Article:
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Optimal Control of a Thermoelectric Generator Attached with a Latent Heat Accumulator

DOI: 10.4236/jpee.2017.54001    745 Downloads   1,122 Views  
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ABSTRACT

Generally MPPT control (maximum power point tracking) is adopted to control of a thermoelectric generator. However, in the case of generation by use of a heat accumulator MPPT control cannot obtain maximum whole electrical output during the operation period. This is because the amount of heat stored in a heat accumulator is limited and easy to be exhausted rapidly by MPPT. Therefore MEPT (Maximum Efficiency Point Tracking) control should be developed to obtain maximum power from limited heat stored in the heat accumulator. When thermoelectric generator is used for waste heat recovery, conversion efficiency is quite difficult to be measured. This is due to time delay between the change of temperature profile in the thermoelectric generator and the change of heat medium temperature. Decrease of output current is desired to enlarge output because decrease of current decreases Peltier heat and improves efficiency of heat recovery. The experimental results indicate that current fluctuated by MPPT control causes loss of power output. We proposed the optimal control in which current is 10% smaller than one of MPPT control and evaluated it experimentally. We call this control scheme MEPT control. In this evaluation 500 W class thermoelectric generator, latent heat accumulator and the test facilities included 30 kW electric heater are utilized. Experimental result shows MEPT control exceeds MPPT in total electricity recovered from heat accumulator.

1. Introduction

A thermoelectric generator has been proposed to be applied for waste heat of an incinerator without a damage of thermal stress [1] . However thermoelectric generating system has not been put into practical use yet because their cost, especially generating modules cost, is still high. In this paper a heat accumulator installed thermoelectric generating system for the batch operated incinerator was proposed and experimentally investigated. A heat accumulator has the potential to reduce cost of thermoelectric generating system by reduction of a capacity of employed thermoelectric generating modules. However optimal control of the thermoelectric generator attached with a heat accumulator has not been developed yet. The MPPT (Maximum Power Point Tracking) control accelerates the drop in the heat medium temperature by Peltier effect so that it cannot supply maximum electricity from heat stored in the heat accumulator. We proposed MEPT (Maximum Efficiency Point Tracking) control as an optimal control which electricity could be obtained from a heat accumulator more effectively than MPPT control.

2. Effect of a Heat Accumulator

2.1. Introduction of a Heat Accumulator into a Garbage Plant

In ordinary large scale garbage plants which dispose more than 200 [ton/day] combustible waste, conventional steam turbine generators are utilized for waste heat recovery. However a steam turbine generator is not applicable to a smaller scale garbage plant which is operated intermittently. Even in such cases thermoelectric generators can be applied. In this paper application of a thermoelectric generator for small scale garbage incinerator was studied. For design of thermoelectric generator it is necessary to estimate a capacity of thermoelectric generator. If all of heat generated in an incinerator is used for thermoelectric generation, generator capacity should amount to peak value of waste heat generation as shown Figure 1. However an excess of capacity of generator increase initial cost and generating cost. Therefore a heat accumulator which can deal with peak value of waste heat generation is effective to decrease initial cost and generating cost [2] .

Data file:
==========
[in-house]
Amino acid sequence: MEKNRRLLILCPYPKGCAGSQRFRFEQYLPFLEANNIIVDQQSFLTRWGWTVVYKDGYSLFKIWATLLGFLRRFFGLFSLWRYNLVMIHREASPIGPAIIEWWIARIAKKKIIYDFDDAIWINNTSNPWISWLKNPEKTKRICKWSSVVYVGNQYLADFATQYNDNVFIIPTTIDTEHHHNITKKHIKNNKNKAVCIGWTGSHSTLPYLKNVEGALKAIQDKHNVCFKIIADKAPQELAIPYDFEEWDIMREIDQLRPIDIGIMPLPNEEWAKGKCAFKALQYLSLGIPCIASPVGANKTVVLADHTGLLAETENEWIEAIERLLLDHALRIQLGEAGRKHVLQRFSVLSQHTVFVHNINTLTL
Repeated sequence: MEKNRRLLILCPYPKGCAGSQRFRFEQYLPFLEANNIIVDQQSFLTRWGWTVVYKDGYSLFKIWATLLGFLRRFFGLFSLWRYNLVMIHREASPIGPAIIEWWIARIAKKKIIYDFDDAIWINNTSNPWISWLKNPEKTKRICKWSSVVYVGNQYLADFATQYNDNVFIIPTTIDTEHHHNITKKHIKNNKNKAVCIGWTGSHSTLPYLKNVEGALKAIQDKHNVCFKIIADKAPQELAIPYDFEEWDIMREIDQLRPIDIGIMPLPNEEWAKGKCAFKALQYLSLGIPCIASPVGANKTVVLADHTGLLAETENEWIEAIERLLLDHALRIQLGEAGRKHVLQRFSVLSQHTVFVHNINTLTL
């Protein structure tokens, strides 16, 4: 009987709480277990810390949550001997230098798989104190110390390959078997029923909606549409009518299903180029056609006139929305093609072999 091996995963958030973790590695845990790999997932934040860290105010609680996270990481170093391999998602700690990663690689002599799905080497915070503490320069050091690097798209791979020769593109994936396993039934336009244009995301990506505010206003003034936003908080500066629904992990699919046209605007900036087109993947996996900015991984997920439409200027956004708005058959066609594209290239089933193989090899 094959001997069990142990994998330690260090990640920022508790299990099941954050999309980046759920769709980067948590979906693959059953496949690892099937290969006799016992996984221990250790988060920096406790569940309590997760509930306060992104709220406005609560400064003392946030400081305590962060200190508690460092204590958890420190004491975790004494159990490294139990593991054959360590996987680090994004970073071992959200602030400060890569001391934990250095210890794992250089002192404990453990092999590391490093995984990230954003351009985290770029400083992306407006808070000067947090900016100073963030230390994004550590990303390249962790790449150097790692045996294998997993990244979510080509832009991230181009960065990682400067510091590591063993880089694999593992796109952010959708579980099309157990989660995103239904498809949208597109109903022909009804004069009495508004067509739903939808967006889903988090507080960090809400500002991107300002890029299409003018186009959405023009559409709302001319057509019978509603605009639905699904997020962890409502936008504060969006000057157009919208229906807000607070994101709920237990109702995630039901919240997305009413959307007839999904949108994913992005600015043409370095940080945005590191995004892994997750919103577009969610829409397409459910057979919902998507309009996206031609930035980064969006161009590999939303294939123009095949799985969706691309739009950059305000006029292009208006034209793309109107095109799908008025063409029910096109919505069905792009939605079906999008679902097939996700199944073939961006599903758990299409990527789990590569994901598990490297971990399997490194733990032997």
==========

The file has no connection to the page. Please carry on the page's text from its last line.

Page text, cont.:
As shown in Figure 2 a heat accumulator is proposed to be utilized for thermoelectric generation for heat recovery of waste heat in such incinerator so that the capacity of the thermoelectric generator and also the initial cost can be reduced. The excess waste heat which is more than the capacity of the thermoelectric generator is stored in the heat accumulator. The stored heat is used when

Figure 1. Hourly variation of waste heat generation.

Figure 2. Hourly variation of waste heat generation and heat transfer with an accumulator.

waste heat generation is smaller than the capacity of the thermoelectric generator.

2.2. Latent Heat Accumulator

There are two types of heat accumulators: sensible heat storage and latent heat storage. Latent heat storage employs PCM (Phase Change Material) as heat storage medium. A latent heat accumulator is more suitable for thermoelectric generation because stable operation temperature around melting point can help to achieve high conversion efficiency. Therefore the efficiency of thermoelectric generation is proportional to the temperature difference between heating medium and cooling medium. Table 1 shows properties of PCM of middle range of temperature. We employed KOH-NaOH eutectic mixture as heat storage material in our experiment. Melting point of KOH-NaOH is 170 degC suitable for employed thermoelectric generator and commercially available as industrial raw material.

3. Experimental Evaluation of Latent Heat Storage Thermoelectric Generation

3.1. Experimental Facilities

The experimental facility which consists of the heat accumulator which employs KOH-NaOH eutectic mixture, heat medium oil heating and circulating system which employs 25 kWe class electric heater, water cooler and 500 W class thermoelectric generator is schematically shown in Figure 3. The specifications of the employed thermoelectric generator are shown in Table 2.

The electric heater employed in heat medium oil heating and circulating system imitates waste heat generation. When the heater is switched off, heat stored in the heat accumulator is supplied as heat source of the thermoelectric generation for heat discharged mode.